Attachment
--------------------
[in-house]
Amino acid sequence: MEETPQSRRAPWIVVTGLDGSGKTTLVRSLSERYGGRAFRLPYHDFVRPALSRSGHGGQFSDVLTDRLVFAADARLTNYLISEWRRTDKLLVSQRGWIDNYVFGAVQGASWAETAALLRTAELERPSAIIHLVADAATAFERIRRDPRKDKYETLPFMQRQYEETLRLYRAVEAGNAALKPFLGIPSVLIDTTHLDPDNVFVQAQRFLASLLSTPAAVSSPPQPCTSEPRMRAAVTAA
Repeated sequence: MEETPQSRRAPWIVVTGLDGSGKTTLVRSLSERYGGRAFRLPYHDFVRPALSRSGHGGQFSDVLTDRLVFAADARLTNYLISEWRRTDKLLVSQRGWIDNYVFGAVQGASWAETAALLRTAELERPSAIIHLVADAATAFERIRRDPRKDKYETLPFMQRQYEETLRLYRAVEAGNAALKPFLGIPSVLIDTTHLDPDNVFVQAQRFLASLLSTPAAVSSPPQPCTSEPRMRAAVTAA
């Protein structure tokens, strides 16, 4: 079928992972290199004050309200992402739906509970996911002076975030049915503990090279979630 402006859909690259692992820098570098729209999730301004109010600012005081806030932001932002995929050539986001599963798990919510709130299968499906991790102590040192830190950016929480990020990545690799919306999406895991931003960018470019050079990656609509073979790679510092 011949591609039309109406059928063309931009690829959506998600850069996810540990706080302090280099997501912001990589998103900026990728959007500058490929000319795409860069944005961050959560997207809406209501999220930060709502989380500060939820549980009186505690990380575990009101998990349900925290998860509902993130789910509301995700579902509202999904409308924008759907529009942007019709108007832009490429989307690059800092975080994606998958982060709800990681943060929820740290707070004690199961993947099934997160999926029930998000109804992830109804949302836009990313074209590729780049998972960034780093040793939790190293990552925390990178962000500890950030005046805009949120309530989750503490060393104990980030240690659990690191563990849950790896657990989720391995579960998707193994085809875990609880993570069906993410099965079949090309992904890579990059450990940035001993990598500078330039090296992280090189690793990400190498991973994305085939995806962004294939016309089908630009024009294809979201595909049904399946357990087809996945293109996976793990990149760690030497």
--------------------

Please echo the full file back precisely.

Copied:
[in-house]
Amino acid sequence: MEETPQSRRAPWIVVTGLDGSGKTTLVRSLSERYGGRAFRLPYHDFVRPALSRSGHGGQFSDVLTDRLVFAADARLTNYLISEWRRTDKLLVSQRGWIDNYVFGAVQGASWAETAALLRTAELERPSAIIHLVADAATAFERIRRDPRKDKYETLPFMQRQYEETLRLYRAVEAGNAALKPFLGIPSVLIDTTHLDPDNVFVQAQRFLASLLSTPAAVSSPPQPCTSEPRMRAAVTAA
Repeated sequence: MEETPQSRRAPWIVVTGLDGSGKTTLVRSLSERYGGRAFRLPYHDFVRPALSRSGHGGQFSDVLTDRLVFAADARLTNYLISEWRRTDKLLVSQRGWIDNYVFGAVQGASWAETAALLRTAELERPSAIIHLVADAATAFERIRRDPRKDKYETLPFMQRQYEETLRLYRAVEAGNAALKPFLGIPSVLIDTTHLDPDNVFVQAQRFLASLLSTPAAVSSPPQPCTSEPRMRAAVTAA
């Protein structure tokens, strides 16, 4: 079928992972290199004050309200992402739906509970996911002076975030049915503990090279979630 402006859909690259692992820098570098729209999730301004109010600012005081806030932001932002995929050539986001599963798990919510709130299968499906991790102590040192830190950016929480990020990545690799919306999406895991931003960018470019050079990656609509073979790679510092 011949591609039309109406059928063309931009690829959506998600850069996810540990706080302090280099997501912001990589998103900026990728959007500058490929000319795409860069944005961050959560997207809406209501999220930060709502989380500060939820549980009186505690990380575990009101998990349900925290998860509902993130789910509301995700579902509202999904409308924008759907529009942007019709108007832009490429989307690059800092975080994606998958982060709800990681943060929820740290707070004690199961993947099934997160999926029930998000109804992830109804949302836009990313074209590729780049998972960034780093040793939790190293990552925390990178962000500890950030005046805009949120309530989750503490060393104990980030240690659990690191563990849950790896657990989720391995579960998707193994085809875990609880993570069906993410099965079949090309992904890579990059450990940035001993990598500078330039090296992280090189690793990400190498991973994305085939995806962004294939016309089908630009024009294809979201595909049904399946357990087809996945293109996976793990990149760690030497």